How to get a good deal on your travel money

Packing for a holiday can be a pretty stressful experience, especially as the departure day draws near. But whatever you do, don’t leave sorting out your currency until the last minute,  if you’re planning on buying your money at the airport, the exchange rates are usually the least competitive.  Here’s a little advice on how to get a good deal on your travel money.

Instead, set aside a few minutes to order your currency in advance. The most competitive rates tend to be online, and you may find you can even book over the internet, and then pick up money from the airport.

Travel Money How to get a good deal on your travel money

Another trick to watch out for is deals which claim to be “0 per cent commission” or “commission-free” as while these may sound attractive, you need to look beyond the marketing hype at the exchange rate you’re actually getting. If not, you could find you end up paying through the “hidden fee” in the rate.

The key is to check the small print and do your sums, remembering to include any handling charges and delivery costs. Once you arrive at your destination, you need to play your cards right, or you could get stung by a range of fees. Most credit and debit cards will automatically add a foreign usage fee or conversion charge of between 2.75 per cent and 2.99 per cent. On top of this, some debit cards will also charge you a set fee for each purchase transaction you make of up to £1.50.

Also note that if you take money out of an ATM, it will cost between 2.5 per cent and 3 per cent of the amount you withdraw.  One way to avoid getting stung repeatedly is by trying not to make lots of small withdrawals or purchases of £10 or £20; another option is to pay in cash instead.

If you’re a regular traveller, it may be worth applying for a card that does not levy fees for foreign usage. Debit cards that do not charge include cards from Metro Bank, and those that come with the Gold Classic current account from Norwich & Peterborough building society.  Credit cards that do not charge include the Halifax Clarity as well as cards from the Post Office, Saga and Metro Bank. The Gold card from Sainsbury’s is also free for purchases and withdrawals, but there is a £5 monthly fee.  That said, the card includes comprehensive multi-trip family travel insurance.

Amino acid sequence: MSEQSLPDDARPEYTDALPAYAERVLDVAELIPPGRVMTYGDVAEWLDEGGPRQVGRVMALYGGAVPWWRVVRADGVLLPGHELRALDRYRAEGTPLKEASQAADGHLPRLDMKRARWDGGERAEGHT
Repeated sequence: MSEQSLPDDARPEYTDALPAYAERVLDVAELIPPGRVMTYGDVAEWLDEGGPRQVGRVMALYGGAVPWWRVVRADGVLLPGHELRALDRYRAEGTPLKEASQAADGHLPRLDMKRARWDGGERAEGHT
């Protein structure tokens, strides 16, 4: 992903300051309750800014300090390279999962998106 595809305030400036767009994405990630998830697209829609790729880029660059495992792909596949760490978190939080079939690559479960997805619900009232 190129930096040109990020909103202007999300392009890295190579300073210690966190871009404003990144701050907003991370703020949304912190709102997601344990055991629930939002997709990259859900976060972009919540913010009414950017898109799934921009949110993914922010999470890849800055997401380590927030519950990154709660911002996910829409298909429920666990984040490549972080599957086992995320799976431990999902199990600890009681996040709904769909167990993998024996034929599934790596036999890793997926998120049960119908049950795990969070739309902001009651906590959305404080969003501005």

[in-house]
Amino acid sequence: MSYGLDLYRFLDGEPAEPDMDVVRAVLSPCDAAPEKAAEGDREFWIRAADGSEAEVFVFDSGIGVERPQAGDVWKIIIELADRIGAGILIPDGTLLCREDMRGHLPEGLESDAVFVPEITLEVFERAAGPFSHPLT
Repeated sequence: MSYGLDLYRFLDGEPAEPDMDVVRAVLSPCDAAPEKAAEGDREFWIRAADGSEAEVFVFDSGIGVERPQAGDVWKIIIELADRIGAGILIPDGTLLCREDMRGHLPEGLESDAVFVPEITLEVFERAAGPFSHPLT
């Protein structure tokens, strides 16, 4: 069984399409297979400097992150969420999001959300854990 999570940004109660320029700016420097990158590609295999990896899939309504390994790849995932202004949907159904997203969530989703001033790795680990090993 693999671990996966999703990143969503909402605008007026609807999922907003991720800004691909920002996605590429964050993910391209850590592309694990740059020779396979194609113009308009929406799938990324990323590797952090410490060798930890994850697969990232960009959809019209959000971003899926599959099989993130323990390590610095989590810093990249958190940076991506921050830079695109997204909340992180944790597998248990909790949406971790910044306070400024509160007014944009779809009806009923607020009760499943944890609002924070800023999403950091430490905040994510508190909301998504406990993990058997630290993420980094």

Also bear in mind that when using a credit card for goods worth £100 or more, you benefit from the extra security offered under Section 75 of the Consumer Credit Act. This means foreign transactions will be covered if the company goes bust or if you have a dispute regarding non-arrival or damaged goods; similar protection is offered by Visa debit cards.

When using either a debit or credit card abroad, keep an eye out for a practice known as “dynamic currency conversion.” This is where you are given the option of paying for goods and services in either sterling or local currency.

While this may sound tempting – as you’ll know exactly how much you’re spending – as a general rule, you should choose to pay in the local currency. This is because the foreign exchange rate will be determined by the retailer, and will often be less favourable than your card provider’s rate.

A further option worth considering is a prepaid card from the likes of Fair FX, Caxton FX and Travelex. With these cards, you load the money before leaving the UK, allowing you to lock into a favourable exchange rate.

Although you can get more specialist currency cards, the majority are in either euros, US dollars or pounds sterling, and can often by obtained without any commission. The cards can then be used to withdraw money from a cash machine, or to make purchases from retailers in shops using a PIN. As the cards are pre-loaded, you can’t spend money that you don’t have – making it easier to budget.

Another benefit of travelling with a prepaid card is that if you lose it, you have the security of knowing it can be replaced and that your money is not lost. If you’re heading overseas, avoid relying on a single payment method such as foreign cash or a single debit card; a combination of cards and currency will give you back-up if something goes wrong.

Finally, if you plan on using your debit or credit card, call your card issuer to tell them where and when you are going, as this will prevent your provider from thinking the card has been stolen, and blocking all transactions.

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